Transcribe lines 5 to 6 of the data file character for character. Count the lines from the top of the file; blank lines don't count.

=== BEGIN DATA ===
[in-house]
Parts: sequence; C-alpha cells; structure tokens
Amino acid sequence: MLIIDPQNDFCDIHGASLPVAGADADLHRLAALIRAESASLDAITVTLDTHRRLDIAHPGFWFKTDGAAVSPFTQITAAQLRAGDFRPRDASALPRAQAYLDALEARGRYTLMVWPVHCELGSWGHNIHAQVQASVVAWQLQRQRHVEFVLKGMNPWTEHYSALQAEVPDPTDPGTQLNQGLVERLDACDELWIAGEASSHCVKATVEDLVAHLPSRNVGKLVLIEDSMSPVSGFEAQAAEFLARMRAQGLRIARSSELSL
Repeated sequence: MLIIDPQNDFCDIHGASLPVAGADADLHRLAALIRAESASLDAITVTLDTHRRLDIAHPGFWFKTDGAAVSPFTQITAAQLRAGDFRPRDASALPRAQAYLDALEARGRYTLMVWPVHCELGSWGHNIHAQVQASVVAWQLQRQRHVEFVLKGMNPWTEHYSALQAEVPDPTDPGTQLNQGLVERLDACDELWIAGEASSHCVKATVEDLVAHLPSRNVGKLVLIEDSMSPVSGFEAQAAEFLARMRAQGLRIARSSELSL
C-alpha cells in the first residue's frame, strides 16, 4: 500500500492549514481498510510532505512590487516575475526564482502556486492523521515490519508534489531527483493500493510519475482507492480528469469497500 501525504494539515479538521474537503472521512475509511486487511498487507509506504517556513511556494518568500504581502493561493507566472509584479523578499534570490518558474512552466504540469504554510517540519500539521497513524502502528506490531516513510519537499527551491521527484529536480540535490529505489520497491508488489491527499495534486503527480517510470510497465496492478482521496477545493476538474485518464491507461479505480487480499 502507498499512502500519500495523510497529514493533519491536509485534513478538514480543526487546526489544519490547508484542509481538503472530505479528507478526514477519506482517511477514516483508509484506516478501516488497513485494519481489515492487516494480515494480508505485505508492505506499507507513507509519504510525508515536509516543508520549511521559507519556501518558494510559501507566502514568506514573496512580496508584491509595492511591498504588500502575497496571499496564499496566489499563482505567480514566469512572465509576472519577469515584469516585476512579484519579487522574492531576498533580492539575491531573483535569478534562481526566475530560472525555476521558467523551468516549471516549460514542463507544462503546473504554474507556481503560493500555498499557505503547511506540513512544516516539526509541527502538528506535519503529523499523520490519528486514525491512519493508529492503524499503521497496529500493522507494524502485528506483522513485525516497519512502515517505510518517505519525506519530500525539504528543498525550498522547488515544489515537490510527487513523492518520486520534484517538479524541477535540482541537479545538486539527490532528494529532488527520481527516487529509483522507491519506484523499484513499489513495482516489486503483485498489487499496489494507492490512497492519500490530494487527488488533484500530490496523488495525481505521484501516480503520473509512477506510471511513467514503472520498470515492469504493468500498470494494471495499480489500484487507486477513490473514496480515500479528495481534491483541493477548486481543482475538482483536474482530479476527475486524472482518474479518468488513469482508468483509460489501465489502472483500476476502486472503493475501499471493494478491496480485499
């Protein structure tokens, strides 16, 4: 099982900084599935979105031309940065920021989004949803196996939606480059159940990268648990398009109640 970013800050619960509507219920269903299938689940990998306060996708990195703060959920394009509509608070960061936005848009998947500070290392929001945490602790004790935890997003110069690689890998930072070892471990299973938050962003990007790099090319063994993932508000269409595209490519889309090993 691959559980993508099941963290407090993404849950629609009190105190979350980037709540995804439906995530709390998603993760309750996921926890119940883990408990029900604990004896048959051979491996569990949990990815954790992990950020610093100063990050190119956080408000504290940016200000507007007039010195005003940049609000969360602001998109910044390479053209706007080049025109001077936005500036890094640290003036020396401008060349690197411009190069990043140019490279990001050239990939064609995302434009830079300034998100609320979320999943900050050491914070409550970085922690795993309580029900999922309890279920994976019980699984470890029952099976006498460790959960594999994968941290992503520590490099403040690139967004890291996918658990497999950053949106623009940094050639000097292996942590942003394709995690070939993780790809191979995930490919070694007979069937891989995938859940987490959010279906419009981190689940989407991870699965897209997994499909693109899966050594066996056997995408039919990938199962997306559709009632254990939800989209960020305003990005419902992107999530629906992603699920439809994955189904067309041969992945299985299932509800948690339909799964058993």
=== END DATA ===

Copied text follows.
C-alpha cells in the first residue's frame, strides 16, 4: 500500500492549514481498510510532505512590487516575475526564482502556486492523521515490519508534489531527483493500493510519475482507492480528469469497500 501525504494539515479538521474537503472521512475509511486487511498487507509506504517556513511556494518568500504581502493561493507566472509584479523578499534570490518558474512552466504540469504554510517540519500539521497513524502502528506490531516513510519537499527551491521527484529536480540535490529505489520497491508488489491527499495534486503527480517510470510497465496492478482521496477545493476538474485518464491507461479505480487480499 502507498499512502500519500495523510497529514493533519491536509485534513478538514480543526487546526489544519490547508484542509481538503472530505479528507478526514477519506482517511477514516483508509484506516478501516488497513485494519481489515492487516494480515494480508505485505508492505506499507507513507509519504510525508515536509516543508520549511521559507519556501518558494510559501507566502514568506514573496512580496508584491509595492511591498504588500502575497496571499496564499496566489499563482505567480514566469512572465509576472519577469515584469516585476512579484519579487522574492531576498533580492539575491531573483535569478534562481526566475530560472525555476521558467523551468516549471516549460514542463507544462503546473504554474507556481503560493500555498499557505503547511506540513512544516516539526509541527502538528506535519503529523499523520490519528486514525491512519493508529492503524499503521497496529500493522507494524502485528506483522513485525516497519512502515517505510518517505519525506519530500525539504528543498525550498522547488515544489515537490510527487513523492518520486520534484517538479524541477535540482541537479545538486539527490532528494529532488527520481527516487529509483522507491519506484523499484513499489513495482516489486503483485498489487499496489494507492490512497492519500490530494487527488488533484500530490496523488495525481505521484501516480503520473509512477506510471511513467514503472520498470515492469504493468500498470494494471495499480489500484487507486477513490473514496480515500479528495481534491483541493477548486481543482475538482483536474482530479476527475486524472482518474479518468488513469482508468483509460489501465489502472483500476476502486472503493475501499471493494478491496480485499
């Protein structure tokens, strides 16, 4: 099982900084599935979105031309940065920021989004949803196996939606480059159940990268648990398009109640 970013800050619960509507219920269903299938689940990998306060996708990195703060959920394009509509608070960061936005848009998947500070290392929001945490602790004790935890997003110069690689890998930072070892471990299973938050962003990007790099090319063994993932508000269409595209490519889309090993 691959559980993508099941963290407090993404849950629609009190105190979350980037709540995804439906995530709390998603993760309750996921926890119940883990408990029900604990004896048959051979491996569990949990990815954790992990950020610093100063990050190119956080408000504290940016200000507007007039010195005003940049609000969360602001998109910044390479053209706007080049025109001077936005500036890094640290003036020396401008060349690197411009190069990043140019490279990001050239990939064609995302434009830079300034998100609320979320999943900050050491914070409550970085922690795993309580029900999922309890279920994976019980699984470890029952099976006498460790959960594999994968941290992503520590490099403040690139967004890291996918658990497999950053949106623009940094050639000097292996942590942003394709995690070939993780790809191979995930490919070694007979069937891989995938859940987490959010279906419009981190689940989407991870699965897209997994499909693109899966050594066996056997995408039919990938199962997306559709009632254990939800989209960020305003990005419902992107999530629906992603699920439809994955189904067309041969992945299985299932509800948690339909799964058993």